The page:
Consumer protection traditionally focuses on the point of sale: the moment when buyers part with their money is the time to ensure trading is fair and reasonable. Now we are told that regulators “should seek to minimise consumer detriment by intervening more intensively at all points of the value chain”.

The logic of this is that when a new car is envisaged by the manufacturer, the regulators should be “working with” the designers to help them with the specifications. No doubt the Department for Business, Innovation and Skills should be involved too. Each stage of production will require approval. And not just at the design stage but also manufacturing, marketing and pricing. Can you imagine anything more certain to stifle product development?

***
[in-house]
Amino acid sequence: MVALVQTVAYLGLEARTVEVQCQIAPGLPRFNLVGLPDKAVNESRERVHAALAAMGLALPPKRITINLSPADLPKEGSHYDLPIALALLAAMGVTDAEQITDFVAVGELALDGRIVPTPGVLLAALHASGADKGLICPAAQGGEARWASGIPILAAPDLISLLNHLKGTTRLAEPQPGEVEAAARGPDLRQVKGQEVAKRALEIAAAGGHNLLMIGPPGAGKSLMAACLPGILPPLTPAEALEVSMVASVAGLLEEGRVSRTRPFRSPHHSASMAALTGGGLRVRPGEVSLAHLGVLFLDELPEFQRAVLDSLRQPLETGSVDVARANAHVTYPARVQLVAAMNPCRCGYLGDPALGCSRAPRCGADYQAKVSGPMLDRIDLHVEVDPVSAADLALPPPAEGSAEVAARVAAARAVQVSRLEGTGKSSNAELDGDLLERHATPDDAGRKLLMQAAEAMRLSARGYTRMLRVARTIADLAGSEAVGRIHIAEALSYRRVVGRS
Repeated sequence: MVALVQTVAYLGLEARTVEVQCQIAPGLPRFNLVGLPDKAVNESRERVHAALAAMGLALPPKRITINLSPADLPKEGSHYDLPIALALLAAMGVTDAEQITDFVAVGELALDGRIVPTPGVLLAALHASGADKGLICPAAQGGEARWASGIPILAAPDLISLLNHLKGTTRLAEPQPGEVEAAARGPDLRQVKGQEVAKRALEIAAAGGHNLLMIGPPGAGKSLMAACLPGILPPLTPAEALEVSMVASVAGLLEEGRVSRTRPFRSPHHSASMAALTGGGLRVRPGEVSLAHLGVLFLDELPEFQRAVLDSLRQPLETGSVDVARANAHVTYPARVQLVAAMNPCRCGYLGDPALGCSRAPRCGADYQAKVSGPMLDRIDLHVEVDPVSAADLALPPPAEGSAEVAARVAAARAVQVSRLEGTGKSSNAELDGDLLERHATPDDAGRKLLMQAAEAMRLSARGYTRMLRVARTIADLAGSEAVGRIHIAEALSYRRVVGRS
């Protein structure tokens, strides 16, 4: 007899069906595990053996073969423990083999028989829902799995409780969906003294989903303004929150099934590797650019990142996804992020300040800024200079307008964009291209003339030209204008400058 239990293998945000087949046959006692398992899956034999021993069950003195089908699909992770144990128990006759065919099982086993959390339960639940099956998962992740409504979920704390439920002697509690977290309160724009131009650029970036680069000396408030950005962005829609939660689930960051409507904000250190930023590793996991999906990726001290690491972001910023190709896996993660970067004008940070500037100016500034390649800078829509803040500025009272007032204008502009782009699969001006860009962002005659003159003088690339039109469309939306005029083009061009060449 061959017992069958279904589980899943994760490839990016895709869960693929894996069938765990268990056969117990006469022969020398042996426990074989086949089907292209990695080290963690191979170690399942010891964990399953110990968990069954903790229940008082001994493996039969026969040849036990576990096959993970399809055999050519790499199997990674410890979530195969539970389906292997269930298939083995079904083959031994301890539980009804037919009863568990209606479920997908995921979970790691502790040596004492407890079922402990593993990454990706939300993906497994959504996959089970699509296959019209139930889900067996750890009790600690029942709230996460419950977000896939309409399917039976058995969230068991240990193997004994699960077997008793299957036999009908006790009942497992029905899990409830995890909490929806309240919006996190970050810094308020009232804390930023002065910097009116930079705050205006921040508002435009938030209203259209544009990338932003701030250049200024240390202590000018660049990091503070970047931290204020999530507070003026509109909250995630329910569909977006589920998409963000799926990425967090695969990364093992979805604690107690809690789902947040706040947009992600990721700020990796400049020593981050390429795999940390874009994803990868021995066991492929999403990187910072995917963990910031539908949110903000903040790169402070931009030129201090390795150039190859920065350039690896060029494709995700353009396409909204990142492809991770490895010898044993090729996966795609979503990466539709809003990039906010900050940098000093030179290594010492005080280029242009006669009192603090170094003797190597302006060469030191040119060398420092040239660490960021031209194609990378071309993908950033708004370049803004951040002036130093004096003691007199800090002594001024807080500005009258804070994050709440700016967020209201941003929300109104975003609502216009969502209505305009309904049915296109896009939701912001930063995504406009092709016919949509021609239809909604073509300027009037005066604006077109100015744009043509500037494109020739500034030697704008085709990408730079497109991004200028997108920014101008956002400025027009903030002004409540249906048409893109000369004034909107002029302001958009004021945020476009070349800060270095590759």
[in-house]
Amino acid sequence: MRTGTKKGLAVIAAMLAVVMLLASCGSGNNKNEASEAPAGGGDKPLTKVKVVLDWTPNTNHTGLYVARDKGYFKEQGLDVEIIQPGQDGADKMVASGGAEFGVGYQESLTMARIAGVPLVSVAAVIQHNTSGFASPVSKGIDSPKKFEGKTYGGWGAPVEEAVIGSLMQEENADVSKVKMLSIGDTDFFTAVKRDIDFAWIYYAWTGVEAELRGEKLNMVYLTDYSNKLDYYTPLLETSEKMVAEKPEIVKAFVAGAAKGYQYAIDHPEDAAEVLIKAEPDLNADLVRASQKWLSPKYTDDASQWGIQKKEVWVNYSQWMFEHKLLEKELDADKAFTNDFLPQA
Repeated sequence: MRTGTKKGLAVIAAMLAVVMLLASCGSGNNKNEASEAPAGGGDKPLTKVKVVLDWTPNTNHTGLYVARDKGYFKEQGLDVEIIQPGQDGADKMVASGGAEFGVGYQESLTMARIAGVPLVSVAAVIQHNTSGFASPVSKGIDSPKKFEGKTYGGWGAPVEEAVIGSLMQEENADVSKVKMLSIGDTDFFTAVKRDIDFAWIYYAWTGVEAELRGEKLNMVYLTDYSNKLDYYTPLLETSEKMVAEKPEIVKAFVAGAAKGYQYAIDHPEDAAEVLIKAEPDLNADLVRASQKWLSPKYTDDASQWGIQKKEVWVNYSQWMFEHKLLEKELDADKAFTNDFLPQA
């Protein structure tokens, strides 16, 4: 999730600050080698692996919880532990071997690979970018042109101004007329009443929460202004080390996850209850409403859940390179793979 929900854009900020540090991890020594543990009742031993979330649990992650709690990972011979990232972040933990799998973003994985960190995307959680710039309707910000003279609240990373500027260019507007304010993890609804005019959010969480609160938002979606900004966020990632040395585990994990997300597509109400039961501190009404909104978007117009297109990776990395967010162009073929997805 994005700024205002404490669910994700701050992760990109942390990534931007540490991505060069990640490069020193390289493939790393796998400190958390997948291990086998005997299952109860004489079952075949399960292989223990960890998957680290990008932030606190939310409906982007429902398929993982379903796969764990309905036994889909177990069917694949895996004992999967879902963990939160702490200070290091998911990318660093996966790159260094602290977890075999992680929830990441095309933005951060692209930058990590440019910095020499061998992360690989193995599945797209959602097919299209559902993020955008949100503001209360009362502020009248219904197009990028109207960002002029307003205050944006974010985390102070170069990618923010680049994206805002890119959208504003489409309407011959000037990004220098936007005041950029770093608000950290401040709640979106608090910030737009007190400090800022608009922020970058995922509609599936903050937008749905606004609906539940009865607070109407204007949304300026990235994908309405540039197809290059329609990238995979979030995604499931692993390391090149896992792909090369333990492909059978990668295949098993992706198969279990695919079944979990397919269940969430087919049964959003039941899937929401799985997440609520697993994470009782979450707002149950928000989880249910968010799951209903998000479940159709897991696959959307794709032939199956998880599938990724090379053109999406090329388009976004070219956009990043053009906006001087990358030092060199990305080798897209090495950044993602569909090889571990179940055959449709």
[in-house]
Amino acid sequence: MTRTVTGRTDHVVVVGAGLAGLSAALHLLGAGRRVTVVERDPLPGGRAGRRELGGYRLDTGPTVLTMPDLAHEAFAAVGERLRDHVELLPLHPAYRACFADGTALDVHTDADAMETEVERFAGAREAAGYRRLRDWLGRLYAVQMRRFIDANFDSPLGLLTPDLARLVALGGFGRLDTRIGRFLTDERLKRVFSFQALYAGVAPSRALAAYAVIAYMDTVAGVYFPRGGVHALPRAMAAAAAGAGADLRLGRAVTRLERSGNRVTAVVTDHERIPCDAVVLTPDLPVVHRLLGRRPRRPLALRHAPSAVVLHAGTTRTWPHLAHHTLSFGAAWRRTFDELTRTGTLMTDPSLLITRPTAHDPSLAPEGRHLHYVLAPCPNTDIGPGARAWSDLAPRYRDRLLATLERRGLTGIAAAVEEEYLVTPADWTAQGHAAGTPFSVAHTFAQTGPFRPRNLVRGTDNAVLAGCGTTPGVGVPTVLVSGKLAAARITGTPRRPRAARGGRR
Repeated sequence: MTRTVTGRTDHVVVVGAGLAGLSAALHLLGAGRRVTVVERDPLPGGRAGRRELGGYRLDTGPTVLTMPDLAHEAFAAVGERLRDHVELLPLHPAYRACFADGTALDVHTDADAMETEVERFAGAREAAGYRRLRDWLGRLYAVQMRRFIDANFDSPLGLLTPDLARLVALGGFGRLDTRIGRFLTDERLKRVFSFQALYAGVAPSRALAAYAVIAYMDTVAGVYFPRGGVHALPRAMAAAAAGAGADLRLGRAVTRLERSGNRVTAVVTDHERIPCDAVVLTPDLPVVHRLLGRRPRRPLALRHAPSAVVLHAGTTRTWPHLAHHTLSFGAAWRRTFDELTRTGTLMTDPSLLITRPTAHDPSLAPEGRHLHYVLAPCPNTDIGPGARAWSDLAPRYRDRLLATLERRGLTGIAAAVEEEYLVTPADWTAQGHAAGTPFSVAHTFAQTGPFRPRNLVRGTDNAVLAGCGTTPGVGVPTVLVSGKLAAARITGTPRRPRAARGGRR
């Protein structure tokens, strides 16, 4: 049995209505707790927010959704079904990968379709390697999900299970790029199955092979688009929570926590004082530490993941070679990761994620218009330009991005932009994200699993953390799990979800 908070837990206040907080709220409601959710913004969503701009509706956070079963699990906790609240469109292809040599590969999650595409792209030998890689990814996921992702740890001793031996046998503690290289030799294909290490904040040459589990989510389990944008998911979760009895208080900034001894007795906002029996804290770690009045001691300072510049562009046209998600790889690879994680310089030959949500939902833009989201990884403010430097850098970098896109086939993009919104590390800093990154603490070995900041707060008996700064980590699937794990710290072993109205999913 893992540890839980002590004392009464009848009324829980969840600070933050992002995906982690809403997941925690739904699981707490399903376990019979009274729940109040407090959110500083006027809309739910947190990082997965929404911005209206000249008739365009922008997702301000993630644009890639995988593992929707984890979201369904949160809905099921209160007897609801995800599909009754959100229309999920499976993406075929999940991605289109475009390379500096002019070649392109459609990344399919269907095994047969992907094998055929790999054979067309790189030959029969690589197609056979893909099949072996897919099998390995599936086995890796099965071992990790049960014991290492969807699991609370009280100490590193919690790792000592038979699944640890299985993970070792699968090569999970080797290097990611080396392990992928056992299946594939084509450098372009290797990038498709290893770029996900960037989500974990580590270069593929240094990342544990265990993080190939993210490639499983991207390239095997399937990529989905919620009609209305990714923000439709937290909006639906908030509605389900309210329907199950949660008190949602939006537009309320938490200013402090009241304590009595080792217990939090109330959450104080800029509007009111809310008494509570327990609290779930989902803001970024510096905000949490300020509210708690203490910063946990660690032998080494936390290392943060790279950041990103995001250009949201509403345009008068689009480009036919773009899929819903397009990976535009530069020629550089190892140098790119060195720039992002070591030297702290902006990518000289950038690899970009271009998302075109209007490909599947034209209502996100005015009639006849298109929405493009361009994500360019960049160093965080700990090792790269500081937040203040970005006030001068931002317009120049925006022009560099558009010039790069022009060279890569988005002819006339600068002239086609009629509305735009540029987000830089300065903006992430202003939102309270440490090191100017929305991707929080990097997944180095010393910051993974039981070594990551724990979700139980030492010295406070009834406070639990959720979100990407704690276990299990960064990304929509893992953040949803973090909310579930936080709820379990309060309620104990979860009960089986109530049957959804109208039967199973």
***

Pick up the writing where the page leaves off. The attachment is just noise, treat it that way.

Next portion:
The government has yet to apply this logic to cars, but Lord Turner of Makebelieve says this is just what the new Financial Conduct Authority should do in the financial sector. They have just (FS11/3 14th June) published the feedback to this proposal.

In the feedback (2.44) financial firms objected that this sort of intervention, which goes beyond that demanded in EU regulations, would damage the competitiveness of UK firms – while firms in other EU countries would remain free to sell their (less scrutinised) products in the UK. That is dismissed on the grounds that the Financial Services Authority aims to get the whole of the EU to adopt this intervention strategy.

That’s a contradiction: if Lord Turner really believes that making London the most difficult place to conduct financial business also makes it the most attractive to customers, then he should not be lobbying the EU to follow suit. But then Lord Turner does not believe in the real value of the City, or some parts of it, and would like its size reduced relative to UK manufacturing. Are financial services safe in his hands?